12 February 2024

Up, up and away! You can now book direct flights from Canberra to Bali

| James Coleman
Canberra Airport board

There will be three flights a week from 14 June, on Wednesday, Friday and Sunday. Photo: James Coleman.

Canberrans can book direct flights to Bali from Monday (12 February), amid hopes international travel is finally here to stay.

Batik Air, owned by Indonesia’s Lion Air Group, announced three weekly flights from Canberra Airport to Denpasar, in Bali’s south, on Friday, 2 February.

At a media conference today, group strategy director Chandran Rama Muthy confirmed these will take off every Wednesday, Friday and Sunday, beginning 14 June. Ticket prices start from $339 one way and $629 return and include 20 kg of luggage.

Canberra is the sixth destination in Australia for the airline, and Mr Muthy said the region’s total catchment of one million people could be enough to eventually justify four flights per week.

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“Normally, we start with three flights a week to gauge demand,” he said.

“I believe this market can take at least four. A daily service would be nice. But let’s see the feedback and support from the people of Canberra.”

Mr Muthy expects the vast majority of Canberra customers will be looking to enjoy a weekend getaway to Australia’s most popular tropical island, but “about 30 per cent” will make the most of connecting flights to other destinations within Indonesia, as well as further afield in Türkiye, the United Arab Emirates, Japan, Korea and China.

He wouldn’t confirm how long pricing would remain at its “promotional” rate but stressed Batik Air is “always affordable and reasonable”.

Canberra Airport CEO Stephen Byron, Batik Air group strategy director Chandran Rama Muthy, ACT Chief Minister Andrew Barr and Canberra Airport head of aviation Michael Thomson announced the news at a press conference on 12 February. Photo: James Coleman.

At the moment, Canberra Airport is only frequented by one international carrier, Fiji Airways, providing direct links to Nadi and, from there, access to North American destinations like Los Angeles, San Francisco, Honolulu and Vancouver.

Qatar Airways and Singapore Airlines provided links to Doha in Qatar and Wellington in New Zealand, respectively, but these contracts fell through due to COVID-19.

ACT Chief Minister Andrew Barr, who worked to help secure these deals, is confident that Batik Air is here to stay, and more will follow its lead.

“COVID was a factor previously,” he said.

“What makes this different is the size of the aircraft, the number of flights, the popularity of the destination, and the network that Batik Air brings.”

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Mr Barr and other officials from the ACT Government and the Canberra Airport are meeting with Singapore Airlines in the next few days and “conversations with Qatar are continuing”.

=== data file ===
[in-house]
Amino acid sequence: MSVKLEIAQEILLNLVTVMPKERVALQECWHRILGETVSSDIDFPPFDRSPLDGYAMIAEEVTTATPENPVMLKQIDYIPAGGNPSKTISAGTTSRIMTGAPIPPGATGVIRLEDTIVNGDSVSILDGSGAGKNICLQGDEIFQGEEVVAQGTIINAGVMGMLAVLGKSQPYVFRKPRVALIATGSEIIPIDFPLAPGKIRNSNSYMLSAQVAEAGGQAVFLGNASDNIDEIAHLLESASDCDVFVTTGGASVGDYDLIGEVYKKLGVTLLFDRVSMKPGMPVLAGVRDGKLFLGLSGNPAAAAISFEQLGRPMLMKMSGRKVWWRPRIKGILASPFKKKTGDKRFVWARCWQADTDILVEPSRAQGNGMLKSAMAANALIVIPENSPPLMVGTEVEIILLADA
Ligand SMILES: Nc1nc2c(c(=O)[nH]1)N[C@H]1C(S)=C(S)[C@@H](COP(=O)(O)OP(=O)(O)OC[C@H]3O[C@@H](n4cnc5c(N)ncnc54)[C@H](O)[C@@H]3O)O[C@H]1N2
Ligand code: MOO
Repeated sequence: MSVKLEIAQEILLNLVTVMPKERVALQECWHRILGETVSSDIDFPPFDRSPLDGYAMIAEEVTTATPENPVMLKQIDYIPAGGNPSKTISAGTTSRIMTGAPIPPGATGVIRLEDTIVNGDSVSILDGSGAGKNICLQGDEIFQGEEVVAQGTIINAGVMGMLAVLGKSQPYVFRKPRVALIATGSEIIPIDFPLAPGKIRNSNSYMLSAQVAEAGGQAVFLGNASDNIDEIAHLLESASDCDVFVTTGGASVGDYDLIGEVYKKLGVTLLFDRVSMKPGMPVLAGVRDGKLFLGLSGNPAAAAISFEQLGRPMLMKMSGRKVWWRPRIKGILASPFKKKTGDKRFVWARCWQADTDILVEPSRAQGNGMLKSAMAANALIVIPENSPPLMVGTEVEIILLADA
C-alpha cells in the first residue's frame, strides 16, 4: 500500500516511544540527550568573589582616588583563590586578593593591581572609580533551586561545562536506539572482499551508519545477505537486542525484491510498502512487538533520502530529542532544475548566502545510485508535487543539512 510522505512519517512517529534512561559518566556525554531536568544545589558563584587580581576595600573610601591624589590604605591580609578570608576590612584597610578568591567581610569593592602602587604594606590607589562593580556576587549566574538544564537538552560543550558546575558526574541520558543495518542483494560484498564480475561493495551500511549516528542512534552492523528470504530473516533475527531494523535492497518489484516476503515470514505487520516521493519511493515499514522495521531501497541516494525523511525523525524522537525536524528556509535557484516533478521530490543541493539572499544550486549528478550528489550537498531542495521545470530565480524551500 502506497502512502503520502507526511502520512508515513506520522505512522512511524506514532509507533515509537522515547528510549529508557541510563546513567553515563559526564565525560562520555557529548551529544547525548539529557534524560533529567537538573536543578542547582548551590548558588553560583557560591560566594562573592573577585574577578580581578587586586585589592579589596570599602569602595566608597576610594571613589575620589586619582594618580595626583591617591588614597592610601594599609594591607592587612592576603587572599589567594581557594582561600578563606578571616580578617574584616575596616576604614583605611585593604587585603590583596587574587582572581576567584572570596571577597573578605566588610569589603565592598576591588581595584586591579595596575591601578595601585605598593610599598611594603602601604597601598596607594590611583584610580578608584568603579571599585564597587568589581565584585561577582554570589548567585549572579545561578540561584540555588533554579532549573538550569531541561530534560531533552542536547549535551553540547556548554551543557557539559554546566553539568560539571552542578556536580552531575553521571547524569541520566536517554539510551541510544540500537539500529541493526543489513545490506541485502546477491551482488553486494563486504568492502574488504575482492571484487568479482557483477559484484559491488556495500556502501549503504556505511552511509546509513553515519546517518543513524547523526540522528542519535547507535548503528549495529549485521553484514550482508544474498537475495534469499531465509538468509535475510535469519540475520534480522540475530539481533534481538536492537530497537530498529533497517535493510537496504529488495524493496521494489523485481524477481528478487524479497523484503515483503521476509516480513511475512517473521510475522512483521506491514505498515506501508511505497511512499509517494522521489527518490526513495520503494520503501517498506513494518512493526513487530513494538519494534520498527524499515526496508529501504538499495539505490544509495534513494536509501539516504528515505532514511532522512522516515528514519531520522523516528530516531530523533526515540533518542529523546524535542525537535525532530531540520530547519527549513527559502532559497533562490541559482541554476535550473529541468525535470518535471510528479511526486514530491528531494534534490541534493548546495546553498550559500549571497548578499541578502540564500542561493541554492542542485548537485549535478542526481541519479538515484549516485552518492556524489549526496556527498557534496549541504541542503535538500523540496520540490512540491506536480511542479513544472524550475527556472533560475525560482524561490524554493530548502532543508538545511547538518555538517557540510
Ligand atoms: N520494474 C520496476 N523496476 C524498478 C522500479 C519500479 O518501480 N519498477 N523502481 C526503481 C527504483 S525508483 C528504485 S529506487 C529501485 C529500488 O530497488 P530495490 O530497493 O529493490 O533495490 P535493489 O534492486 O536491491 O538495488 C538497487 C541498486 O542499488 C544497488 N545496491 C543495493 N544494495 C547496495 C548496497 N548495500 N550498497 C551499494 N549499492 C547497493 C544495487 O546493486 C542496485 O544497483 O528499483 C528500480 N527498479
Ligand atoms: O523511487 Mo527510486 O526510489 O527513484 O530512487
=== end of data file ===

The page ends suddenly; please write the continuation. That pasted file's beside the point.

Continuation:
“We’re looking to the North American market and connectivity there. Fiji Airways provides that to the West Coast, but we’ve made no secret in wanting to pursue a partnership with Qantas through Auckland to New York, as an example. And then clearly, we are interested in opportunities in India and China.”

For now, he expects Batik Air to predominately service a “very strong outbound market” while also allowing international students from China, India, Nepal and the Philippines a more direct route to Canberra.

“There’s not going to be tens of thousands inbound, but there will be thousands, and that’s an important part of the service. Certainly, the mainstay will be travelling out.”

Canberra Airport

The ACT Government is in talks with Singapore Airlines, Qatar Airways and Qantas about bringing in more international flights. Photo: James Coleman.

To put a dollar figure on it, Mr Barr said Batik Air would bring “millions” into the ACT’s broader tourism economy.

“Canberrans have a high propensity to travel … and we have a very cold winter, so particularly over the winter period, it will be very difficult to get a seat on these flights.”

Canberra Airport head of aviation Michael Thomson says travel from the capital is “probably a little over 90 per cent” of what it was pre-pandemic.

“We’re getting closer, but I wouldn’t say we’re back to where we want to be yet.”

An adjustment to more flights on smaller planes seems to be the answer.

“What we’ve seen coming out of COVID is the larger carriers … generally running smaller aircraft and doing more frequency, so there are more flights, but the planes are smaller, which provides flexibility for travellers,” Mr Thomson said.

Tickets from Canberra to Denpasar are available through the Batik Air website or through travel agents.

Original Article published by James Coleman on Riotact.

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